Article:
All criminal court cases are initially heard in the magistrates’ court. If the criminal offence you are accused of is classified as a summary offence your case will be dealt with solely in the magistrates’ court.
If the offence is linked to a more serious case or offence that is sent to the crown court, the case will be heard there.
Find St Albans magistrates’ court at:
St Albans Magistrates’ Court and Family Court
The Civic Centre
St Peter’s Street
Contact the court at:
St Albans Magistrates’ Court
c/o Luton Magistrates’ Court
What is a summary offence?
A summary offence is a criminal offence that must be heard by a magistrate rather than a judge and jury, unless it is linked to a more serious offence committed at the same time.
Summary offences heard in the magistrates’ court are generally considered to be of a reduced severity than those heard in the crown court.
- Cases of minor assault
- Damage to property
- Road traffic offences such as drink driving and driving without a valid licence
- Cases of offensive or anti-social behaviour
Some summary offences can be heard without you being present at court. If you don’t plan to attend court it is essential that you are represented by a specialist criminal defence solicitor in order to secure the best possible outcome in your case.
If you are required to attend court and you fail to do so, the court has the power to issue a warrant for your arrest. In some cases, you can be found guilty of committing a further criminal offence, for which you could be sent to prison.
What is a postal requisition?
If you receive a postal requisition or postal charge requesting you to appear at St Albans magistrates’ court, it is important you understand:
- What a postal requisition is
- What the requisition requires you to do by law
- Your next steps once you receive a postal charge or requisition
Previously known as a court summons letter, a postal requisition or a postal charge is simply an order from the court requiring you to attend at a fixed date and time.
For summary offences heard in the magistrates’ court, the court hearing must begin within 6 months from the date when the offence was allegedly committed.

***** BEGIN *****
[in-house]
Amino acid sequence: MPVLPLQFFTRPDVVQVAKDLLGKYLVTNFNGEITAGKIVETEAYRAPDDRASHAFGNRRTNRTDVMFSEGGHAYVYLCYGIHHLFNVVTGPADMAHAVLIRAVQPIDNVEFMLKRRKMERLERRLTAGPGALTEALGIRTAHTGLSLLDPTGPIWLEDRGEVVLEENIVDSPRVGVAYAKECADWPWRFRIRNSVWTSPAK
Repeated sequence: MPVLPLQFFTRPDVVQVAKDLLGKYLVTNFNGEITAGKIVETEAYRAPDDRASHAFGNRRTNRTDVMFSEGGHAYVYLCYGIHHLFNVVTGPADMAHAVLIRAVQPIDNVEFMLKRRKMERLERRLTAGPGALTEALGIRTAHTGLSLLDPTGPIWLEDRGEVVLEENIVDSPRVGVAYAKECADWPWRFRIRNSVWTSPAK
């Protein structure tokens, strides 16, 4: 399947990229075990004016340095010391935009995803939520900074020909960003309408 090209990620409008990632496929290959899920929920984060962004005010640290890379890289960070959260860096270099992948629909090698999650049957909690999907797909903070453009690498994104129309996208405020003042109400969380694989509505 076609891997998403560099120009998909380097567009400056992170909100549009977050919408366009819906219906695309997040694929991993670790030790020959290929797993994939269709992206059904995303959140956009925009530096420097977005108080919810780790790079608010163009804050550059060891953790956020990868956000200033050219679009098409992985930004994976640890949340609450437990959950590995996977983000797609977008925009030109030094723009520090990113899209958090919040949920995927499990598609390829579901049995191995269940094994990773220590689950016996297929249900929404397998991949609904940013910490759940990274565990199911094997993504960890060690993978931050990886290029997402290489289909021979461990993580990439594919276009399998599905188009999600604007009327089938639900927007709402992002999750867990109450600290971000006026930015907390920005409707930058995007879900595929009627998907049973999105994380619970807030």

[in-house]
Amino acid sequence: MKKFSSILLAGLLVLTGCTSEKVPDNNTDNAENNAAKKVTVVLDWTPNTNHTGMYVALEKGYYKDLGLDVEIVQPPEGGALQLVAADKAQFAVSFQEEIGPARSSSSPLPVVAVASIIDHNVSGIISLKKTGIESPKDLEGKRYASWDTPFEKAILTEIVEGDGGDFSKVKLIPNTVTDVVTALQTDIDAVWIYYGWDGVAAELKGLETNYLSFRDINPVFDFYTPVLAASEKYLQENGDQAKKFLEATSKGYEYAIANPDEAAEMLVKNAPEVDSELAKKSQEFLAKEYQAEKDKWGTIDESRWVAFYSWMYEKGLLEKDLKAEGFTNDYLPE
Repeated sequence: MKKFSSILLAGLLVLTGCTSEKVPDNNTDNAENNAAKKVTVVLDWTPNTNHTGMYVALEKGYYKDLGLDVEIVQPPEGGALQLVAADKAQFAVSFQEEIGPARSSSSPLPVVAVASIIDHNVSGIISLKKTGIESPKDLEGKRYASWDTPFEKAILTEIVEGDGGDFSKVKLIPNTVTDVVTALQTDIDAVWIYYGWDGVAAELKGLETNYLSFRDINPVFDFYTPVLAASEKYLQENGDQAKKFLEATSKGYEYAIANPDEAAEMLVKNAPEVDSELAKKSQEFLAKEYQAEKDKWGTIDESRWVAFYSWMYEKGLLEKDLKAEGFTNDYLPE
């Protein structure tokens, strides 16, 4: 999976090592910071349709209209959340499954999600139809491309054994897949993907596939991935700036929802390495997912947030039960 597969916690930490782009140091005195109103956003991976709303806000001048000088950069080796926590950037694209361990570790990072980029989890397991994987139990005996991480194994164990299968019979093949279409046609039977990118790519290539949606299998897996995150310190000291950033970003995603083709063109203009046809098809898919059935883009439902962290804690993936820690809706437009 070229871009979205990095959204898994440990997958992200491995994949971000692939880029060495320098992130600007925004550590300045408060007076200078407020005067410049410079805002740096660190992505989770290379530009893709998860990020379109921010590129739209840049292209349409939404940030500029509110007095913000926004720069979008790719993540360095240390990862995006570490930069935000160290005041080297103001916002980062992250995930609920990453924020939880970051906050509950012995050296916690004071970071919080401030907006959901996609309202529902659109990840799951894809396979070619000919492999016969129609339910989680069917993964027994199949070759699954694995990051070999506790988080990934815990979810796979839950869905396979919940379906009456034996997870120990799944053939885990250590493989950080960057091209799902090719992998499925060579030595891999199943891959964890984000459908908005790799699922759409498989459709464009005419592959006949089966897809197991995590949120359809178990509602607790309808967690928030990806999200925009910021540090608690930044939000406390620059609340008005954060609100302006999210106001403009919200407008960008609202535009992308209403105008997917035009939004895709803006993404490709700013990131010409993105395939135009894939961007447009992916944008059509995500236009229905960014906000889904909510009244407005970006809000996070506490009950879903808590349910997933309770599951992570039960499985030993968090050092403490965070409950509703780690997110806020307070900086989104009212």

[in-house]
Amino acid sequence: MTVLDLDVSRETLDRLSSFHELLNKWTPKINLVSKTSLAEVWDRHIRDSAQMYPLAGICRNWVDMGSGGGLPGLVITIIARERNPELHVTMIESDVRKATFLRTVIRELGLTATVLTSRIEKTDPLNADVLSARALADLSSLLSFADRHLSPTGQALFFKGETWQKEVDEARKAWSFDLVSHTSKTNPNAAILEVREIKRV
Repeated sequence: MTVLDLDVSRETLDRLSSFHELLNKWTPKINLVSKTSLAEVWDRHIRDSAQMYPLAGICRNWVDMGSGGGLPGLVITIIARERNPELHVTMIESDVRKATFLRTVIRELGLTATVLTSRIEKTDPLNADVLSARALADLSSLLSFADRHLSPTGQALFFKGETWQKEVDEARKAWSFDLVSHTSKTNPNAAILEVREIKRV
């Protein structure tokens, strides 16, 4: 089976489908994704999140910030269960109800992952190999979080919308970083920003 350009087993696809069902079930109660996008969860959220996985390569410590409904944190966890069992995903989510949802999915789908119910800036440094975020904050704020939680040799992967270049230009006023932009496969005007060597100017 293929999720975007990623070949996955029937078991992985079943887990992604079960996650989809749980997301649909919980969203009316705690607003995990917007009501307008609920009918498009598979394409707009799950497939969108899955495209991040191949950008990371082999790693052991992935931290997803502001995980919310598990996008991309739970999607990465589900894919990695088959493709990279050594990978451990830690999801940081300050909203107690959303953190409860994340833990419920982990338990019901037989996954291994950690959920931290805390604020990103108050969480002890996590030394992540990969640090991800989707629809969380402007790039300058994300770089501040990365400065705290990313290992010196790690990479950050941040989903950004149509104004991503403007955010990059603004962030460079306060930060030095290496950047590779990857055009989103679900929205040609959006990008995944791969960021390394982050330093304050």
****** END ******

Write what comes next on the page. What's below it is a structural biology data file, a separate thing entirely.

The police will typically ask the court to issue the requisition or postal charge within this prescribed period of time. If they fail to do so, any potential prosecution may be time barred.
The postal requisition or postal charge may ask that you to provide your intended plea – whether you will plead guilty or not guilty to the alleged offence. Expert legal advice is vital at this stage.
If you intend to plead guilty to the alleged offence by post and ask the court to deal with the case in your absence, you may wish to include a letter of mitigation with the requisition. The letter of mitigation should explain the circumstances surrounding the offence and is aimed at achieving a more favourable outcome in your case.
Specialist legal advice can ensure that the right points are identified for the purposes of sentencing, sometimes also preventing you inadvertently stating something that could make the offence sound more serious than it was.
Once you have returned the postal requisition with your plea, you will receive a letter from the court confirming their decision. If you are requested to attend a further case hearing, it is highly recommended that you seek expert legal advice from a specialist solicitor.
You are also able to plead guilty to the offence and attend court in person. You may represent yourself in court or instruct a solicitor to act on your behalf.
Expert legal representation in St Albans
The team of criminal defence solicitors at Lawtons can represent you in St Albans magistrates’ court. We regularly handle criminal cases at courts across Hertfordshire.
We pride ourselves on providing personalised legal advice and assistance in any criminal charges that have been made against you. Our experienced criminal defence solicitors will work with you to obtain the best possible outcome in your individual case.
If you are in urgent need of legal assistance or advice from a criminal solicitor in St Albans, please get in touch with us:
Lawtons Criminal Law Solicitors – St Albans
2 Harpenden Road
Telephone: 01727 614267
Find us on Google Maps.